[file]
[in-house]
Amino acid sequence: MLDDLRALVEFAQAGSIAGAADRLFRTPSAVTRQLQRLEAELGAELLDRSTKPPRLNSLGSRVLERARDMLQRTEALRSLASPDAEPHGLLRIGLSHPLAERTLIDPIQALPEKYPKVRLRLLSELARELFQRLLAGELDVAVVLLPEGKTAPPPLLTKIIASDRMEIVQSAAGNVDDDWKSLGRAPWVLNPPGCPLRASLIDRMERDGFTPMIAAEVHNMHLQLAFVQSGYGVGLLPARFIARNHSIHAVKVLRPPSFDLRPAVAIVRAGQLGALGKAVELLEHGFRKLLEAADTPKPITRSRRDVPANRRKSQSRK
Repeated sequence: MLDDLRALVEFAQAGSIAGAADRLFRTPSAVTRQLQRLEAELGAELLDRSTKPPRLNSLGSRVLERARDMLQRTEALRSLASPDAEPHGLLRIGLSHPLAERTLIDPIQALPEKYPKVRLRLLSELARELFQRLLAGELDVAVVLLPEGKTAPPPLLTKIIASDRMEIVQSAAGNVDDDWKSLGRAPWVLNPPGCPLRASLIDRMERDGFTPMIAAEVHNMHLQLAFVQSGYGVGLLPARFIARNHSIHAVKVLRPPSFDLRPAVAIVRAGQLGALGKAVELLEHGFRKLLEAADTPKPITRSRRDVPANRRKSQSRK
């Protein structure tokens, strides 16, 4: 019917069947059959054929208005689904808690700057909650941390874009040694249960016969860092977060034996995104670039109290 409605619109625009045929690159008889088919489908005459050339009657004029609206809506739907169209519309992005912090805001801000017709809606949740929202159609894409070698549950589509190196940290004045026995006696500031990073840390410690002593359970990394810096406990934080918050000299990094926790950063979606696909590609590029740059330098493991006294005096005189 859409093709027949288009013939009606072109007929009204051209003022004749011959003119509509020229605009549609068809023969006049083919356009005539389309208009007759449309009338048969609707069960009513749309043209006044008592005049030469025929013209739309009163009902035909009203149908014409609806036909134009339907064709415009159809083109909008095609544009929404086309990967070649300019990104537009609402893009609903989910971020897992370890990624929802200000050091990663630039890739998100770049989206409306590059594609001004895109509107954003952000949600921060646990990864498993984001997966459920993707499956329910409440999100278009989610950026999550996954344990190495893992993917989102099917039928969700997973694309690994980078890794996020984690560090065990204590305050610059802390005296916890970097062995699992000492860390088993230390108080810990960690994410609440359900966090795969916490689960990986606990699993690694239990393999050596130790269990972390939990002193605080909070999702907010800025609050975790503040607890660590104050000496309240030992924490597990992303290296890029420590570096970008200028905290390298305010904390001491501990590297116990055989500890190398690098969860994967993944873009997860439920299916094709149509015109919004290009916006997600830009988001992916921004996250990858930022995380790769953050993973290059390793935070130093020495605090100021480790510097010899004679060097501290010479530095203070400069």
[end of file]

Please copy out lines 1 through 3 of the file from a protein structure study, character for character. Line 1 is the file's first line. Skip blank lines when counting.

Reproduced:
[in-house]
Amino acid sequence: MLDDLRALVEFAQAGSIAGAADRLFRTPSAVTRQLQRLEAELGAELLDRSTKPPRLNSLGSRVLERARDMLQRTEALRSLASPDAEPHGLLRIGLSHPLAERTLIDPIQALPEKYPKVRLRLLSELARELFQRLLAGELDVAVVLLPEGKTAPPPLLTKIIASDRMEIVQSAAGNVDDDWKSLGRAPWVLNPPGCPLRASLIDRMERDGFTPMIAAEVHNMHLQLAFVQSGYGVGLLPARFIARNHSIHAVKVLRPPSFDLRPAVAIVRAGQLGALGKAVELLEHGFRKLLEAADTPKPITRSRRDVPANRRKSQSRK
Repeated sequence: MLDDLRALVEFAQAGSIAGAADRLFRTPSAVTRQLQRLEAELGAELLDRSTKPPRLNSLGSRVLERARDMLQRTEALRSLASPDAEPHGLLRIGLSHPLAERTLIDPIQALPEKYPKVRLRLLSELARELFQRLLAGELDVAVVLLPEGKTAPPPLLTKIIASDRMEIVQSAAGNVDDDWKSLGRAPWVLNPPGCPLRASLIDRMERDGFTPMIAAEVHNMHLQLAFVQSGYGVGLLPARFIARNHSIHAVKVLRPPSFDLRPAVAIVRAGQLGALGKAVELLEHGFRKLLEAADTPKPITRSRRDVPANRRKSQSRK